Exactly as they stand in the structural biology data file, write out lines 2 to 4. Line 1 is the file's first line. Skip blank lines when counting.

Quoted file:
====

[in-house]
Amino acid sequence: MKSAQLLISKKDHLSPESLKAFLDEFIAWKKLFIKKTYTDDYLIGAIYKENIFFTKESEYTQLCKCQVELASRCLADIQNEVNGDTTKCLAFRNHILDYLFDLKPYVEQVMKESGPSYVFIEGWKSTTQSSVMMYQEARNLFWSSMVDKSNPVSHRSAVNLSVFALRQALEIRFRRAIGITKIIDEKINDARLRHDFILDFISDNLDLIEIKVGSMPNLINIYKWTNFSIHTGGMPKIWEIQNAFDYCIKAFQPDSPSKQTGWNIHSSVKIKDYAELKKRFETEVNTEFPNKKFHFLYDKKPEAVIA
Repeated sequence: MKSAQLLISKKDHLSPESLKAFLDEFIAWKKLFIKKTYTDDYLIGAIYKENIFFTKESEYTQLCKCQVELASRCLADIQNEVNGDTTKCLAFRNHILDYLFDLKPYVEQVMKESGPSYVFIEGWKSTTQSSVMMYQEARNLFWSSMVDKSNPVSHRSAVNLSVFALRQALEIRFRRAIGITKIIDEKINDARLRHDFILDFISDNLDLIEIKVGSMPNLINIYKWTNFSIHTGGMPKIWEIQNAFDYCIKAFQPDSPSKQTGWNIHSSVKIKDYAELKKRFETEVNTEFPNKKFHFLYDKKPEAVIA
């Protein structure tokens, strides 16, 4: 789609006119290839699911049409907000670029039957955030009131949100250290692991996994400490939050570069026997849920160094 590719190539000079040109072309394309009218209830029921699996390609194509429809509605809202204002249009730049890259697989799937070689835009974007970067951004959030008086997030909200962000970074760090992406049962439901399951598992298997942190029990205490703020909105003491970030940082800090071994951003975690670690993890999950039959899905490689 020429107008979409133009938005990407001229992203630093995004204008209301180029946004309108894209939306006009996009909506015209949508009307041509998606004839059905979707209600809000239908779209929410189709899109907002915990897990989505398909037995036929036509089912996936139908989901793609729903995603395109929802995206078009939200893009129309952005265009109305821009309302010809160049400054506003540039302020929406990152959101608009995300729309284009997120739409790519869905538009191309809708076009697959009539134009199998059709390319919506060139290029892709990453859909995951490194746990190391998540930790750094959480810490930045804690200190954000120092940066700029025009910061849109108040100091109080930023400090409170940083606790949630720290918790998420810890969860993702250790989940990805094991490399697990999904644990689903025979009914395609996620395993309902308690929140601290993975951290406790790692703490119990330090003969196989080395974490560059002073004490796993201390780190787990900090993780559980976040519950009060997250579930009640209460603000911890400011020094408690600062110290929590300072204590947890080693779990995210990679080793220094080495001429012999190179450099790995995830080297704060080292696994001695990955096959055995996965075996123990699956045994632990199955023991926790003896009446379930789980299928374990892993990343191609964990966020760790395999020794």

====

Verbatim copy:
Amino acid sequence: MKSAQLLISKKDHLSPESLKAFLDEFIAWKKLFIKKTYTDDYLIGAIYKENIFFTKESEYTQLCKCQVELASRCLADIQNEVNGDTTKCLAFRNHILDYLFDLKPYVEQVMKESGPSYVFIEGWKSTTQSSVMMYQEARNLFWSSMVDKSNPVSHRSAVNLSVFALRQALEIRFRRAIGITKIIDEKINDARLRHDFILDFISDNLDLIEIKVGSMPNLINIYKWTNFSIHTGGMPKIWEIQNAFDYCIKAFQPDSPSKQTGWNIHSSVKIKDYAELKKRFETEVNTEFPNKKFHFLYDKKPEAVIA
Repeated sequence: MKSAQLLISKKDHLSPESLKAFLDEFIAWKKLFIKKTYTDDYLIGAIYKENIFFTKESEYTQLCKCQVELASRCLADIQNEVNGDTTKCLAFRNHILDYLFDLKPYVEQVMKESGPSYVFIEGWKSTTQSSVMMYQEARNLFWSSMVDKSNPVSHRSAVNLSVFALRQALEIRFRRAIGITKIIDEKINDARLRHDFILDFISDNLDLIEIKVGSMPNLINIYKWTNFSIHTGGMPKIWEIQNAFDYCIKAFQPDSPSKQTGWNIHSSVKIKDYAELKKRFETEVNTEFPNKKFHFLYDKKPEAVIA
């Protein structure tokens, strides 16, 4: 789609006119290839699911049409907000670029039957955030009131949100250290692991996994400490939050570069026997849920160094 590719190539000079040109072309394309009218209830029921699996390609194509429809509605809202204002249009730049890259697989799937070689835009974007970067951004959030008086997030909200962000970074760090992406049962439901399951598992298997942190029990205490703020909105003491970030940082800090071994951003975690670690993890999950039959899905490689 020429107008979409133009938005990407001229992203630093995004204008209301180029946004309108894209939306006009996009909506015209949508009307041509998606004839059905979707209600809000239908779209929410189709899109907002915990897990989505398909037995036929036509089912996936139908989901793609729903995603395109929802995206078009939200893009129309952005265009109305821009309302010809160049400054506003540039302020929406990152959101608009995300729309284009997120739409790519869905538009191309809708076009697959009539134009199998059709390319919506060139290029892709990453859909995951490194746990190391998540930790750094959480810490930045804690200190954000120092940066700029025009910061849109108040100091109080930023400090409170940083606790949630720290918790998420810890969860993702250790989940990805094991490399697990999904644990689903025979009914395609996620395993309902308690929140601290993975951290406790790692703490119990330090003969196989080395974490560059002073004490796993201390780190787990900090993780559980976040519950009060997250579930009640209460603000911890400011020094408690600062110290929590300072204590947890080693779990995210990679080793220094080495001429012999190179450099790995995830080297704060080292696994001695990955096959055995996965075996123990699956045994632990199955023991926790003896009446379930789980299928374990892993990343191609964990966020760790395999020794």